The Château Ramezay is one of Montreal’s finest examples of eighteenth-century architecture. The mansion was the first building in the province of Quebec to be classified as a historical monument.
When Claude de Ramezay was appointed as the eleventh governor of Montreal in 1704, he wanted a mansion to match his new status. His château, which was completed two years later, was one of the grandest in the city.
The building was designed by stonemason Pierre Couturier and featured one-meter (3 ft.) thick walls, three stories and a saddle roof with dormers. Ramezay boasted it was the most beautiful house in all of New France. But the governor, who paid for the house out of his own pocket, went almost bankrupt trying to maintain it.
Château Ramezay in 1706
Ramezay’s heirs sold it in 1745 to the Compagnie des Indes Occidentales – the French West India Company, which had it significantly expanded around 1756 and used it as their headquarters and warehouse until 1763.
After the British gained control over New France, British governors resided in Ramezay’s château and during the American occupation in 1775 it served as the headquarters of Montgomery’s American army. During this period, Benjamin Franklin stayed here for three months in a vain attempt to convince the Canadians to join the American Revolution.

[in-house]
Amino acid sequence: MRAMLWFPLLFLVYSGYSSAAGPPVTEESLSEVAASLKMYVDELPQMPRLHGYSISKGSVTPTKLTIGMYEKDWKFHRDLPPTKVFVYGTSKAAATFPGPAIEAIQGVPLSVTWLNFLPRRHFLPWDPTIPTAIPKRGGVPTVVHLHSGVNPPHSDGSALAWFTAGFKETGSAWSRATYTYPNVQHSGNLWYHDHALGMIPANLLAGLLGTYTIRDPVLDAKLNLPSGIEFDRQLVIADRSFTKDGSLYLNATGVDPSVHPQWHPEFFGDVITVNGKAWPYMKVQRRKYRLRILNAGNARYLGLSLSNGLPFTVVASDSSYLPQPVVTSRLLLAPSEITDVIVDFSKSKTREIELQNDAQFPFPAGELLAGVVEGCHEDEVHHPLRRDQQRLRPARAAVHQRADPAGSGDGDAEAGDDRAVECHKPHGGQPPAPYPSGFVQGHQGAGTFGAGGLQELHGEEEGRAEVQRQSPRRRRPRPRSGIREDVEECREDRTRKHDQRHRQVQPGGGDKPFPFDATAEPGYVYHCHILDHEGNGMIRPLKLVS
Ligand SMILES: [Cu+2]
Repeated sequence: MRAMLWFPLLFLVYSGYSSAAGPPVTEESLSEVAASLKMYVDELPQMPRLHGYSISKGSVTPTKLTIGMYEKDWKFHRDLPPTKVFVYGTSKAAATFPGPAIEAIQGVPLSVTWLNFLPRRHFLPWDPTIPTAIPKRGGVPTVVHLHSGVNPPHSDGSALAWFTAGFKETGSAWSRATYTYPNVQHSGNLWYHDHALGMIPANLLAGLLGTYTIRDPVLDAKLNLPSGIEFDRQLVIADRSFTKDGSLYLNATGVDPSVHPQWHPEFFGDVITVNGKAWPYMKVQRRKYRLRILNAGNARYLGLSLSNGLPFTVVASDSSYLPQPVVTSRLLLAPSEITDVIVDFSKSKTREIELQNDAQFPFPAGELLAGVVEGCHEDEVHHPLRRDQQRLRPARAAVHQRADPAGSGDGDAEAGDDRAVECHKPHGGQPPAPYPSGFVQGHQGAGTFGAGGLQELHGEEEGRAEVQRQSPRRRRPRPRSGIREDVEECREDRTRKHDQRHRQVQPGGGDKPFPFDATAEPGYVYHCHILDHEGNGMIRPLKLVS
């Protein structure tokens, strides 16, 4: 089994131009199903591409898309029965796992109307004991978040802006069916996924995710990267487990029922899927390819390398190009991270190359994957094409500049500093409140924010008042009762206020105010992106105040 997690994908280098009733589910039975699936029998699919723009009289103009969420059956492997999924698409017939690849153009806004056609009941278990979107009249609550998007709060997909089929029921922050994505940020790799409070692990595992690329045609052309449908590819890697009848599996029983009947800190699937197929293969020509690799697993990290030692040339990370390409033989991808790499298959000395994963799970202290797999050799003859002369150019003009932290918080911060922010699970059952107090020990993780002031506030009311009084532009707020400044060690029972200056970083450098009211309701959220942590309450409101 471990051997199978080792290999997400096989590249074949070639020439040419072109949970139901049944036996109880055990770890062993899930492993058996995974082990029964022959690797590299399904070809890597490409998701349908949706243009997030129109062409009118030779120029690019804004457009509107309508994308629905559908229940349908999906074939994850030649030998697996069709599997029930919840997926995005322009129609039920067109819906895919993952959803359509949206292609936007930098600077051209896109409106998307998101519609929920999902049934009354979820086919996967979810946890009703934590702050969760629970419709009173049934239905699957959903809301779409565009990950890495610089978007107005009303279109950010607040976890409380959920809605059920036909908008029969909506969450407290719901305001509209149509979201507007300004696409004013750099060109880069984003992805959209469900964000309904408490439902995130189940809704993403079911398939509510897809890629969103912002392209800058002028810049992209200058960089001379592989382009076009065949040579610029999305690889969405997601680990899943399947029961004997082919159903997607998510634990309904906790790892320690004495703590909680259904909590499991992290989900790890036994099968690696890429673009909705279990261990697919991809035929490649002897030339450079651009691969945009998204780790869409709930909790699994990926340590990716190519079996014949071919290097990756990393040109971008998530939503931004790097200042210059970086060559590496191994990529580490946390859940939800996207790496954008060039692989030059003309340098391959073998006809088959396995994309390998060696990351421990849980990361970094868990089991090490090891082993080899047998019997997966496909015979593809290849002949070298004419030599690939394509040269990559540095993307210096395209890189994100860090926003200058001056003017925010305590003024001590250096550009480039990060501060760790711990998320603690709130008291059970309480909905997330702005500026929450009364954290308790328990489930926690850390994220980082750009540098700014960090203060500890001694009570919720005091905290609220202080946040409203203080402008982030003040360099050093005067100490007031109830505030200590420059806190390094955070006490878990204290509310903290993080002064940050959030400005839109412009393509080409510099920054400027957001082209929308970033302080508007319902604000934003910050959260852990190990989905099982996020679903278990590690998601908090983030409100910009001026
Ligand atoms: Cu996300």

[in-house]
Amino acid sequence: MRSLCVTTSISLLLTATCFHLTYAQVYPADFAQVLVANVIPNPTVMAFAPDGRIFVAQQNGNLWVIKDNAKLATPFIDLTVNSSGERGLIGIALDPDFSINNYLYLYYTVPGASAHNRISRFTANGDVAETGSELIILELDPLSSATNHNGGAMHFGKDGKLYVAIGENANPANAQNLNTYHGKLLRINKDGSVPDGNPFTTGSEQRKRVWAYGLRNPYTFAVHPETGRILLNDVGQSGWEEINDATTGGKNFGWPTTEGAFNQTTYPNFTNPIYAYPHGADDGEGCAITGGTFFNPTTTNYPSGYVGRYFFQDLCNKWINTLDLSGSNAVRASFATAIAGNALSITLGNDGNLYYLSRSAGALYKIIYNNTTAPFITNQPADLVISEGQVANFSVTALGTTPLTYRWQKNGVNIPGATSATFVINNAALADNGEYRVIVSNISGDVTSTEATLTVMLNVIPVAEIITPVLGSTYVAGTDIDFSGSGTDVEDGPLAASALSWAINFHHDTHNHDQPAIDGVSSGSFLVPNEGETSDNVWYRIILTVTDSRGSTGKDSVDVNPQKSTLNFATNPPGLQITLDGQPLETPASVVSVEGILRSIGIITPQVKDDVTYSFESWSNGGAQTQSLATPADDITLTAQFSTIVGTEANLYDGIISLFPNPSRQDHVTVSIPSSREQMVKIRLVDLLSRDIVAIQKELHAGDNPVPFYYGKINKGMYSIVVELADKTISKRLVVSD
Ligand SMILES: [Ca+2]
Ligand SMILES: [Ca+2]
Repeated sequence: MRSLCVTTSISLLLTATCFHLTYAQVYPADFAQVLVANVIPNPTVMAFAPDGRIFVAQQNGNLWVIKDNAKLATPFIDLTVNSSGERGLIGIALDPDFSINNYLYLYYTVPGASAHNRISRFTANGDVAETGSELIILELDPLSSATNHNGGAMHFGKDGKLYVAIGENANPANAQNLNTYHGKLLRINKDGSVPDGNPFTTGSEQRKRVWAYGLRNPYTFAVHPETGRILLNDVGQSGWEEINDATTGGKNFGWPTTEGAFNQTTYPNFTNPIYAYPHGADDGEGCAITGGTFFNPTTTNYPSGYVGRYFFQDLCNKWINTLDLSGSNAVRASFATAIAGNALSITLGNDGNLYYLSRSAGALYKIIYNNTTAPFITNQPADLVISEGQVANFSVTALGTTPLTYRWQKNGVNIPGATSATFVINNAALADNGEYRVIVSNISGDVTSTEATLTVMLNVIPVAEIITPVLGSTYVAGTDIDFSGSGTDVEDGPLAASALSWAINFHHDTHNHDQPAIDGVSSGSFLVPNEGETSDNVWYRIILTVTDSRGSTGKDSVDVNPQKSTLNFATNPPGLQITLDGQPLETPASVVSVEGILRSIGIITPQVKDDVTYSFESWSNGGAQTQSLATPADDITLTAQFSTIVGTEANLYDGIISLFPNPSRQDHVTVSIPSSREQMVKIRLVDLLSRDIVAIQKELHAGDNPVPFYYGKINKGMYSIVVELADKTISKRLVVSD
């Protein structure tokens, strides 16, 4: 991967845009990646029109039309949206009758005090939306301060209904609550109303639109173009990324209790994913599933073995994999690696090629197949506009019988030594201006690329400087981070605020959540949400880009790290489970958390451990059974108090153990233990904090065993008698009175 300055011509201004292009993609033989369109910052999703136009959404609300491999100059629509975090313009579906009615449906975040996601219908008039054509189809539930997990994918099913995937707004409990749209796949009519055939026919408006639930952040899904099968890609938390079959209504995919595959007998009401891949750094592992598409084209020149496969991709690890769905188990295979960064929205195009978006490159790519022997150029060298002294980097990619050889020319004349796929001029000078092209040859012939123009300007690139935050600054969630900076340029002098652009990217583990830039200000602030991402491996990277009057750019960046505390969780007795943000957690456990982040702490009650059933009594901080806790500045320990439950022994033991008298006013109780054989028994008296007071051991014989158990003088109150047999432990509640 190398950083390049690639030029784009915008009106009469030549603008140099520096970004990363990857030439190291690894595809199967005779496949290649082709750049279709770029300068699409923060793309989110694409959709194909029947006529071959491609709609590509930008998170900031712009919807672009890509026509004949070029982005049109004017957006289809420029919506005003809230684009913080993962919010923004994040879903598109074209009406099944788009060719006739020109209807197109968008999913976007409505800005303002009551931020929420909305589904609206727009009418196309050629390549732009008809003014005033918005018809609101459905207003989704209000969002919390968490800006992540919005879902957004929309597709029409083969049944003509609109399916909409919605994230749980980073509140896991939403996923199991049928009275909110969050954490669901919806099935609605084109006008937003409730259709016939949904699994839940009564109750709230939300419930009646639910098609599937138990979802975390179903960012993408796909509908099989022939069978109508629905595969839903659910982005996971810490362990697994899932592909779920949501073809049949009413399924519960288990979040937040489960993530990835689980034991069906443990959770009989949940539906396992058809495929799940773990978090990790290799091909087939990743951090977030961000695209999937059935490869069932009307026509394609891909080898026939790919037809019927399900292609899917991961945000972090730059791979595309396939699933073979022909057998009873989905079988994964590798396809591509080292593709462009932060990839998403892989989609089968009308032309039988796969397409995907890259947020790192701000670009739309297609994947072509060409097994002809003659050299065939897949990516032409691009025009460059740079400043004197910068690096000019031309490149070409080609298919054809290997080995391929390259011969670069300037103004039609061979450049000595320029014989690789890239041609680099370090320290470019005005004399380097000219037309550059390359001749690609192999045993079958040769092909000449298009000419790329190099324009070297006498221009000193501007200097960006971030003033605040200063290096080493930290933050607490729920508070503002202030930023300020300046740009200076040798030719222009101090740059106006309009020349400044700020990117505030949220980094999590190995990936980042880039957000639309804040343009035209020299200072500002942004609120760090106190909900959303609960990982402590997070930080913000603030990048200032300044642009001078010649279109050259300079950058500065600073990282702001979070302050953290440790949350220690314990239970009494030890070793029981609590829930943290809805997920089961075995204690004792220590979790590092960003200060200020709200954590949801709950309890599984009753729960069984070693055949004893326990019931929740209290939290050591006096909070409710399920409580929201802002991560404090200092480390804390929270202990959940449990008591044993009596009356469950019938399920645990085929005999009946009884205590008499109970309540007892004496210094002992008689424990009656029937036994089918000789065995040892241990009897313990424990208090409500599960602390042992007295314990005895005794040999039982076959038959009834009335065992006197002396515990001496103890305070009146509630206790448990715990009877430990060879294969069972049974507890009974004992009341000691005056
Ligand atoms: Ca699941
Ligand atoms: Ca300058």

The château was restored in 1895, when the Antiquarian and Numismatic Society of Montreal established a museum in the building. It was last altered in 1903, when the small towers, which give the building a castle-like look, were added.
Today Château Ramezay is home to a museum that tells the history of the château and describes what life was like in eighteenth-century Montreal through a number of historical objects, scale models, paintings, documents, and multimedia displays.
One of the highlights in the museum is the Salle de Nantes, a mahogany paneled room that was created in 1725 as the music room of a director of the West India Company in Nantes, France. The interior paneling was displayed in the French pavilion at the World Expo of 1967. In 1975 the panels were acquired by the Ramezay Museum for its historical connection with the West India Company.
In the vaulted basement, you’ll find recreated rooms, complete with mannequins in traditional dress and period furniture. The rooms give visitors an idea of living conditions in Montreal during the colonial era.
The Jardin du Gouverneur or Governor’s Garden behind the château is a recreation of an eighteenth-century garden divided into three parts: a kitchen garden, an orchard and a formal garden. The garden, which was laid out in 2000, is accessible from the adjacent Place Jacques-Cartier.
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